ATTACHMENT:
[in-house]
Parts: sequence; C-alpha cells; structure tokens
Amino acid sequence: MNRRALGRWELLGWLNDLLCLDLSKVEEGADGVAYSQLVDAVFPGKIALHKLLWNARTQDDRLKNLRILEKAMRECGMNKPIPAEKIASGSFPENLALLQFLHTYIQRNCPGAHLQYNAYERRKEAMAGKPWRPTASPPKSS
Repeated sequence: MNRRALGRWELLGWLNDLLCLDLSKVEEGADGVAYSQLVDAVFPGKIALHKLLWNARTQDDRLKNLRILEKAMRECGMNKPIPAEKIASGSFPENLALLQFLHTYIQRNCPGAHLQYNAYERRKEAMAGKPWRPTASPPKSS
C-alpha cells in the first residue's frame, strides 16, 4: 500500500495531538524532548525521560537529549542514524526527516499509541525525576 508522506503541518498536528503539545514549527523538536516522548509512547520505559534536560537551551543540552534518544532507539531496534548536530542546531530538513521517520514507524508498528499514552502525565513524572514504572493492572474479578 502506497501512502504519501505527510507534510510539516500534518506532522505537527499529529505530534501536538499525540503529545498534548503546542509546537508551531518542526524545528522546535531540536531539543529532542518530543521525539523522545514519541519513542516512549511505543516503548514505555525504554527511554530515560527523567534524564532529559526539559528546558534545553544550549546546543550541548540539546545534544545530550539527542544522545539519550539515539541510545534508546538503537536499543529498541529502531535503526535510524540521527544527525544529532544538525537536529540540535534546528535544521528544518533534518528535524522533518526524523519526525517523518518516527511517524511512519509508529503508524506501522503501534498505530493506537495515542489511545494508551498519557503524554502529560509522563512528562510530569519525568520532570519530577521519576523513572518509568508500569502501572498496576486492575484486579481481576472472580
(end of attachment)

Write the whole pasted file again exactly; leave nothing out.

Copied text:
[in-house]
Parts: sequence; C-alpha cells; structure tokens
Amino acid sequence: MNRRALGRWELLGWLNDLLCLDLSKVEEGADGVAYSQLVDAVFPGKIALHKLLWNARTQDDRLKNLRILEKAMRECGMNKPIPAEKIASGSFPENLALLQFLHTYIQRNCPGAHLQYNAYERRKEAMAGKPWRPTASPPKSS
Repeated sequence: MNRRALGRWELLGWLNDLLCLDLSKVEEGADGVAYSQLVDAVFPGKIALHKLLWNARTQDDRLKNLRILEKAMRECGMNKPIPAEKIASGSFPENLALLQFLHTYIQRNCPGAHLQYNAYERRKEAMAGKPWRPTASPPKSS
C-alpha cells in the first residue's frame, strides 16, 4: 500500500495531538524532548525521560537529549542514524526527516499509541525525576 508522506503541518498536528503539545514549527523538536516522548509512547520505559534536560537551551543540552534518544532507539531496534548536530542546531530538513521517520514507524508498528499514552502525565513524572514504572493492572474479578 502506497501512502504519501505527510507534510510539516500534518506532522505537527499529529505530534501536538499525540503529545498534548503546542509546537508551531518542526524545528522546535531540536531539543529532542518530543521525539523522545514519541519513542516512549511505543516503548514505555525504554527511554530515560527523567534524564532529559526539559528546558534545553544550549546546543550541548540539546545534544545530550539527542544522545539519550539515539541510545534508546538503537536499543529498541529502531535503526535510524540521527544527525544529532544538525537536529540540535534546528535544521528544518533534518528535524522533518526524523519526525517523518518516527511517524511512519509508529503508524506501522503501534498505530493506537495515542489511545494508551498519557503524554502529560509522563512528562510530569519525568520532570519530577521519576523513572518509568508500569502501572498496576486492575484486579481481576472472580